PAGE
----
[Python-Dev] Deprecate codecs.open() and StreamWriter/StreamReader
mal at egenix.com
Wed May 25 15:43:55 CEST 2011
Victor Stinner wrote:
> Le mercredi 25 mai 2011 à 11:38 +0200, M.-A. Lemburg a écrit :
>> You are missing the point: we have StreamReader and StreamWriter APIs
>> on codecs to allow each codecs to implement more efficient ways of
>> encoding and decoding streams.
>> Examples of such optimizations are reading the stream in
>> chunks that can be decoded in one piece, or writing to the stream
>> in a way that doesn't generate encoding state problems on the
>> receiving end by ending transmission half-way through a
>> shift block.
>> We don't have many such specialized implementations in the stdlib,
>> but this doesn't mean that there's no use for them. It
>> just means that developers and users are simply unaware of the
>> possibilities opened by these stateful stream APIs.
> Does at least one codec implement such implementation in its
> StreamReader or StreamWriter class? And can't we implement such
> optimization in incremental encoders and decoders (or in TextIOWrapper)?
I don't see how, since you need control over the file API methods
in order to implement such optimizations. OTOH, adding lots of
special cases to TextIOWrapper isn't a good either, since these
optimizations would then only trigger for a small number of
codecs and completely leave out 3rd party codecs.
> I checked all multibyte codecs (UTF and CJK codecs) and I don't see any
> of such optimization. UTF codecs handle the BOM, but don't have anything
> looking like an optimization. CJK codecs use multibytecodec,
> MultibyteStreamReader and MultibyteStreamWriter, which don't look to be
> optimized. But I missed maybe something?
No, you haven't missed such per-codec optimizations. The base classes
implement general purpose support for reading from streams in
chunks, but the support isn't optimized per codec.
For UTF-16 it would e.g. make sense to always read data in blocks
with even sizes, removing the trial-and-error decoding and extra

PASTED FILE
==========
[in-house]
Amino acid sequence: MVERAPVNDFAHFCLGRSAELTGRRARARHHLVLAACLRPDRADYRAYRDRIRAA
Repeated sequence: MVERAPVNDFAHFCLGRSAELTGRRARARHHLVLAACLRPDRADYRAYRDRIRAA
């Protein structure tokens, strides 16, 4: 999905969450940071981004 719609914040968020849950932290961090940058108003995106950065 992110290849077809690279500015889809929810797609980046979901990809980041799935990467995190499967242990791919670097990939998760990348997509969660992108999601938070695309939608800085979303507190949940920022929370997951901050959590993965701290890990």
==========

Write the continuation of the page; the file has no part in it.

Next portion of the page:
buffering currently done by the base classes. For UTF-32, the
blocks should have size % 4 == 0.
For UTF-8 (and other variable length encodings) it would make
sense looking at the end of the (bytes) data read from the
stream to see whether a complete code point was read or not,
rather than simply running the decoder on the complete data
set, only to find that a few bytes at the end are missing.
For single character encodings, it would make sense to prefetch
data in big chunks and skip all the trial and error decoding
implemented by the base classes to address the above problem
with variable length encodings.
Finally, all this could be implemented in C, reducing the
Python call overhead dramatically.
> TextIOWrapper has an advanced buffer algorithm to prefetch (readahead)
> some bytes at each read to speed up small read. It is difficult to
> implement such algorithm, but it's done and it works.
> Ok, let's stop to speak about theorical optimizations, and let's do a
> benchmark to compare codecs and the io modules on reading files!
That's somewhat unfair: TextIOWrapper is implemented in C,
whereas the StreamReader/Writer subclasses used by the
codecs are written in Python.
A fair comparison would use the Python implementation of
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